We designed two simple identical shelving units to serve as bedside tables. The shelves were drawn specifically to recall the many bookshelves throughout Hemingway’s home in Havana, Cuba. We had to scale them carefully to house books on two shelves with a table height that would align perfectly with the mattress, offering both functionality and an ultra custom built-in look. The shelves were painted in a putty color with a gloss finish to contrast against the walls. The lamps on the two shelves are by Robert Abbey. We wanted contemporary designs with a mid-century vibe. Originally, we thought of low, round shapes for these lamps, but once we were further into the project, it was clear that tall, distinctive linear forms were ideal. The black tripod bases with brass detailing provided crisp contrast to the walls and anchored the artworks above in a stately, yet relaxed attitude.


The main lighting throughout the room is primarily brass. The picture lights and the ceiling fixture are by Thomas O’brien. We wanted a continuous, ambient glow to surround the room, so we used these fixtures as architectural lamp posts to punctuate the perimeter of the space and incorporated charming lamps on the barrister, next to the armchair on both sides, and on the desk.


Accessories were carefully chosen to harken to travel and adventures, but we did not want the room to feel ‘theme-based’. It was important to create visual interest with a sense of wonder without feeling commercial or predictable. We chose a short stack of matching vintage suitcases near the bed to serve as a platform for an original wooden sailboat that was handmade by a father and son from the Ohio Yacht Club during the 1940s. A steamer trunk serves as a table next to the armchair which is accessorized with a throw pillow made from an original Red Cross Army blanket from World War I. A 1920s Underwood typewriter, similar to a model Hemingway would have used, is on the desk. A series of small vintage clocks are sprinkled throughout the room, vintage ivory pottery and select picture frames completed the look.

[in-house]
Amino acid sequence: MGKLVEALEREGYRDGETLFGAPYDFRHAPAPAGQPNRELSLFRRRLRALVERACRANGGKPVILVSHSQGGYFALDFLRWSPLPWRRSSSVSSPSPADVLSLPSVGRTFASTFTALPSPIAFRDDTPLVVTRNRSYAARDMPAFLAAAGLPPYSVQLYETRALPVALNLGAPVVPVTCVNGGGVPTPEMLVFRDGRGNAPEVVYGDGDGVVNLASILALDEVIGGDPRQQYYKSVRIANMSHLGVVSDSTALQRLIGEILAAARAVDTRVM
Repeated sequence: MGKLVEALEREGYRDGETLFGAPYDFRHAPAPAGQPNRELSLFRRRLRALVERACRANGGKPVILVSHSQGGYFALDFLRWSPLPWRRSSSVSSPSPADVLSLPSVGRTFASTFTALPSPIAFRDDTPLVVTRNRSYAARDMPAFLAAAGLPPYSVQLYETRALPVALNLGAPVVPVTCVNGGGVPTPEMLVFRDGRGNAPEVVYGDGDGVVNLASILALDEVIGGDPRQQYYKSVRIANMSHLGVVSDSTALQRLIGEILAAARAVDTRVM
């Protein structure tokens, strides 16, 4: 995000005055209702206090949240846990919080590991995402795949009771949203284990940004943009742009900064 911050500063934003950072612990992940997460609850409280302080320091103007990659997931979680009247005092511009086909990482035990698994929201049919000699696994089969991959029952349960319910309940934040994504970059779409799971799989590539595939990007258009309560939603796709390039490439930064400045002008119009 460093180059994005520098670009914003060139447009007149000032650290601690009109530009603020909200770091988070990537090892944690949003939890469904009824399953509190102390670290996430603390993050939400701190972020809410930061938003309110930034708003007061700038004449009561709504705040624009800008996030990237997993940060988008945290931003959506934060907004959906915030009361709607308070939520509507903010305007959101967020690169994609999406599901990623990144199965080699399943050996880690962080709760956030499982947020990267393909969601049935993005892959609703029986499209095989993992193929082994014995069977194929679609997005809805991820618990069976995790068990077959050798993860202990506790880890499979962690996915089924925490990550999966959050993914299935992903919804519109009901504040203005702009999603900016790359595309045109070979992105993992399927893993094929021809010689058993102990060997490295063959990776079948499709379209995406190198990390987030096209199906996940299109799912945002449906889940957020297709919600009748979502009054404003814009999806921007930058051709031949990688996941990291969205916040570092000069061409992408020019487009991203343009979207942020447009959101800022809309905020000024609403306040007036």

The draperies were custom-made to resemble those from a 1930s men’s college dormitory room. We chose Ralph Lauren Hawthorne Plaid wool and had the drapes finished with pinch pleats. To go with the dormitory style, we had them finished just below the window sill, rather than to the floor. We chose a large contemporary rug from West Elm to anchor the entire room.


Other details include several throw pillows on the bed which were custom-made by Yearbook Studios, blankets by Faribault Woolen Mill and an original 1920s Army blanket at the end of the bed. And of course, we brought in plenty of Hemingway novels to fill bookcases.

We were honored to design this unique space for Mary Jane and Kurt. While it is nearly impossible to know what this room looked like when Ernest was growing up, we can only imagine a young Hemingway awake at night, sitting at the window and looking to a star-covered Oak Park sky, envisioning where his journeys might take him. Even he wouldn’t have imagined what was in-store. We hope our guest room can take those who are lucky enough to stay there to an inspired, magical place—if even for only just one night.